Dishing out rejections is a crucial part of a venture capitalist's role and Oyinsan explains that it is one that must be done with utmost consideration for a founder's emotions. While founders may react negatively to feedback about their business, he insists that those emotions are normal.

"I think that if you're totally rational in life, you might not make it as a founder. You need just a little sprinkle of delusion to make it as a founder."

In line with this, new analysts at Oui Capital are trained to write rejections with the firm's top brass kept looped in until new hires are familiar with the firm's process.

"I always say, 'Do not leave any space for an argument. Make it obvious that this is our own perception.'"

Regardless, he maintains that great founders take feedback well regardless of how it is delivered. He also identifies continuous learning as a key trait of successful entrepreneurs and investors.

With businesses requiring different skills at various stages, he explains that founders must be adequately skilled or risk being left behind. Good founders, he says, must recognise that the skills necessary for starting a business may not be helpful in building or growing a thriving organisation.

Early-stage investing is science and art 

There are a few factors that could hint at whether a startup will succeed or fail but Oyinsan says that early-stage investing is equal parts science and art. When hiring analysts, the firm focuses on people who understand markets enough to have convictions about them.

Large markets are important, too, as is a founder or founding team. In evaluating founding teams, Oui Capital focuses on the team dynamics and skills.

Chemistry between team members ensures they'll work well together, but possessing complementary skill sets helps startups achieve their goals faster. Beyond factors that startups can control, it also analyses how government regulations, macroeconomic factors, and competition could influence a startup's trajectory.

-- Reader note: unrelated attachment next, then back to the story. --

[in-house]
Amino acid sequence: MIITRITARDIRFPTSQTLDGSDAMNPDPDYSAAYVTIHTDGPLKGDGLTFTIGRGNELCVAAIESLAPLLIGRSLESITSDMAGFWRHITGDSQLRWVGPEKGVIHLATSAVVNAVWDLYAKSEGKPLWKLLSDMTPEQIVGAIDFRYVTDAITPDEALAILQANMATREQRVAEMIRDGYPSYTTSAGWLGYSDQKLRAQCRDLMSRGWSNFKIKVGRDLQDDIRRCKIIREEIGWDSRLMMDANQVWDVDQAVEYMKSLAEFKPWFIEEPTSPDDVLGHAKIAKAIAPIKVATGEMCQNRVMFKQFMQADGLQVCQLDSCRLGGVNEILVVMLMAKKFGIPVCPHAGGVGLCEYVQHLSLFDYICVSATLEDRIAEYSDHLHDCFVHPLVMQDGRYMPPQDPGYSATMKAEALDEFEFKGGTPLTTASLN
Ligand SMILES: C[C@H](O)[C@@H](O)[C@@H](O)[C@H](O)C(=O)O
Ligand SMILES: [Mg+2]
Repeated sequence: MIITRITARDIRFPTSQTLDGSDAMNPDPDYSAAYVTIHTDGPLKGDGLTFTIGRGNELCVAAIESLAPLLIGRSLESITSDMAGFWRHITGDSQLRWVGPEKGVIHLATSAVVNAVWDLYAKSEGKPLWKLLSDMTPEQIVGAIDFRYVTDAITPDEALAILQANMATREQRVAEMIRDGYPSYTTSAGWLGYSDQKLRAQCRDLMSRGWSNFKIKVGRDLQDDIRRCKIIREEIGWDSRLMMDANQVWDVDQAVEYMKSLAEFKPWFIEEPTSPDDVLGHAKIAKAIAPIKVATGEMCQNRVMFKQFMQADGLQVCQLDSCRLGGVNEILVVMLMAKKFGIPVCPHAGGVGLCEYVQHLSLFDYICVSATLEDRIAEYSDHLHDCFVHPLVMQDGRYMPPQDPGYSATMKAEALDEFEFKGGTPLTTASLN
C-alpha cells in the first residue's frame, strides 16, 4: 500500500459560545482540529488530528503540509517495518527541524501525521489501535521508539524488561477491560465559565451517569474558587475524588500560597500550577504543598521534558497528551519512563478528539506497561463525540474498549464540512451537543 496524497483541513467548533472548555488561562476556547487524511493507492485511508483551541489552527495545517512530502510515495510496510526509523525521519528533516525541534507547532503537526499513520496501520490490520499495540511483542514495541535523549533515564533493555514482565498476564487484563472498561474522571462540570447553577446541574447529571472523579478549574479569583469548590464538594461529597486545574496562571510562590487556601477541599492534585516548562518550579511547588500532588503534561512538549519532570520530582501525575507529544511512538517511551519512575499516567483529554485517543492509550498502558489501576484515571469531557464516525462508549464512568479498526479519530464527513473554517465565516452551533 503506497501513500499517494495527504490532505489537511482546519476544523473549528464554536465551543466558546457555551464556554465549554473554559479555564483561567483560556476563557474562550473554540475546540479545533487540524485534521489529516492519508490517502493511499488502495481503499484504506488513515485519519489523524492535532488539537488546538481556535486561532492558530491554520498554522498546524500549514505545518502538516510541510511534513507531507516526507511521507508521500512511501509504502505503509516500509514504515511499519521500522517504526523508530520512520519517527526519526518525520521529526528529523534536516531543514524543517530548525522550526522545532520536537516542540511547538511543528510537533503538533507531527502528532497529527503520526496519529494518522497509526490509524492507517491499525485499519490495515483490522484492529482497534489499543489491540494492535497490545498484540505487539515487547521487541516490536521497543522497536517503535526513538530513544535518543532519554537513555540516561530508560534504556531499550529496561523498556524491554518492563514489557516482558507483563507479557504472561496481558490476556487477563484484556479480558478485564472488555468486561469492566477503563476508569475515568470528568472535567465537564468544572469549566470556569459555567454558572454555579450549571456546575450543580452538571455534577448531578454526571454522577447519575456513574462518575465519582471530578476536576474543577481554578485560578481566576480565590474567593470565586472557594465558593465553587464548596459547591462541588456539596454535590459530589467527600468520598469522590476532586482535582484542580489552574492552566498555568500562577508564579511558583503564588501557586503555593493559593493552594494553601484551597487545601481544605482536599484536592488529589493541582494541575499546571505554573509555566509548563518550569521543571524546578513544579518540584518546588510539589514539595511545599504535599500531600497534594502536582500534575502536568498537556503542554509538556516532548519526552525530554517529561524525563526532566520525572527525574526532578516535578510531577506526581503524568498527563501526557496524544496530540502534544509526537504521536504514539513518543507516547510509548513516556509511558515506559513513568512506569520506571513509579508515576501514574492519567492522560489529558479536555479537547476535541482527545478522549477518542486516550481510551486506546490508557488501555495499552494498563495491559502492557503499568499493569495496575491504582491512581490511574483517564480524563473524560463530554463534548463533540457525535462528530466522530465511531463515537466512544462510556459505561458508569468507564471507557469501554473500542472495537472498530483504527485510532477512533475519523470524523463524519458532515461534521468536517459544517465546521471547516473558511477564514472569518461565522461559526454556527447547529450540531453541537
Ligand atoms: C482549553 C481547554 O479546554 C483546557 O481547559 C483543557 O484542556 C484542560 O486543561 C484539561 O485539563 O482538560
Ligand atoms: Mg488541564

Venture capital is not a silver bullet for funding  in Africa

With all the challenges that African venture-backed businesses have faced recently, there have been question marks over the suitability of the asset class for funding startups in a notoriously volatile environment. However, Oyinsan argues in favour of venture capital in Africa.

"VC is a very viable funding option in the entrepreneurial or capital universe. The problem is you want to use VC for everything. VC starts to fail when you apply it to businesses it has no business backing."

Venture capitalists have two stakeholder groups — limited partners and portfolio companies — that they must satisfy or risk going out of business. However, both parties don't always have similar goals.

Managing expectations from both requires strong money management skills, Oyinsan says. With LPs unable to dictate what startups a VC backs, he explains that investors are freed to make decisions that they believe yield the best returns. "Portfolio construction is the secret to being able to follow a plan and return money to your LPs," he concludes.


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Accidental writer, covering Africa's startup landscape and its heroes. Find me on Twitter @chigo_nwokoma.
Accidental writer, covering Africa's startup landscape and its heroes. Find me on Twitter @chigo_nwokoma.
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Accidental writer, covering Africa's startup landscape and its heroes. Find me on Twitter @chigo_nwokoma.